Place Heavy Items Near the Wheels, Fragiles in the Middle

When you pack, think about how the contents of your suitcase will move around when the case is positioned upright. Place heavy items near the wheels so that they will be the right way up when the case is in motion. Wrap fragile items in layers of padded clothing and put them in the middle so the heavy items won’t squash them, but also so that they have some support and won’t fall down. Underwear and light tops are best placed furthest from the wheels, so you can find them quickly and without searching through your entire case.

After you’re done packing, check the weight of your suitcase on a specialty luggage scale or by weighing yourself first and then weighing yourself again with your case. It’s advisable to have your case weigh less than the limit in case your scales are off or you buy something at the airport. Unpacking and repacking your bag at the check-in desk can cause delays and mean that you end up removing items that you really wanted to take. Prevention is better than cure!


Separate Clothes, Liquids, and Shoes

This is very important: Keep liquids away from your clothes. Glass can break, lids can come loose, tubes can crack, and body butters and oils can melt. Put all of your shampoos, creams, and perfumes in smaller travel containers and keep them in a watertight bag away from your best clothes and important documents. Many suitcases come with a plastic compartment specifically for this purpose down one end of the case. If you’re taking food items that could melt—like chocolate—package these separately from your personal hygiene products.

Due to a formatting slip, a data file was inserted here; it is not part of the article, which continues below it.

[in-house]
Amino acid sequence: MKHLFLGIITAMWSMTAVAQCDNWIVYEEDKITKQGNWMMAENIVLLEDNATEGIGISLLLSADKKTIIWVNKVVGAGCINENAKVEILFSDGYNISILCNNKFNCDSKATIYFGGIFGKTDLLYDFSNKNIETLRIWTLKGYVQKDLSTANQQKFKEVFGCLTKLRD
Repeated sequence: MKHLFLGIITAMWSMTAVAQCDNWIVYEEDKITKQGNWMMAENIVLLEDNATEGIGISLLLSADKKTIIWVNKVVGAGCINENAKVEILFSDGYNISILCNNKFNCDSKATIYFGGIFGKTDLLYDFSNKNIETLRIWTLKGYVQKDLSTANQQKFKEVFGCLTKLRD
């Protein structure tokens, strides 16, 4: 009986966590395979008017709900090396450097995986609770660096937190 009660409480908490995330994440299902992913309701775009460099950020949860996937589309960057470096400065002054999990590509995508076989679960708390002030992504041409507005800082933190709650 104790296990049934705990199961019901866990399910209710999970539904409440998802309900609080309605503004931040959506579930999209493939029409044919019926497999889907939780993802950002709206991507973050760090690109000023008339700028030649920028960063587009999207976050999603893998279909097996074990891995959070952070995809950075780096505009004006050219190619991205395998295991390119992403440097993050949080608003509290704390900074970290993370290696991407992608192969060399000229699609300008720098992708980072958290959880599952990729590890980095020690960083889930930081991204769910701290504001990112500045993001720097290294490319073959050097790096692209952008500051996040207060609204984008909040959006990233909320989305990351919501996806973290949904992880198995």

To prevent your shoes from soiling your clothes, pack them in cotton purse bags or cloth laundry bags which you can wash later. Shower caps are a great option for dirty shoes if cloth bags aren’t available.


Use a Checkpoint-Friendly Laptop Bag

Our final hack is a brilliant product that few people know about. Transport your laptop and accessories in a checkpoint-friendly laptop bag and save valuable time in transit.

These handy bags have dedicated pockets for laptops and accessories and open up flat to go through the X-ray machine. This not only keeps the laptop safe from scratches and damage in the tray, but it also helps to prevent laptop loss and theft. When transporting cables, be sure to roll them up correctly rather than simply stuffing them into the bag.


Get Inspired for Your Next Trip

Now that you’re a packing pro, it’s time to start thinking about your next trip! If you’re looking for travel inspiration and ideas, be sure to check out 10 Wellness Vacations That Will Improve Your Health and What to Do on a Layover in Top Summer Destinations.

Alex Payne

Alex Payne

Alex is a Toronto-based writer, author and DJ. When she's not playing music at Toronto venues like Mod Club or River Bar at Budweiser Stage, she's probably either writing sci-fi novels or having a horror movie binge.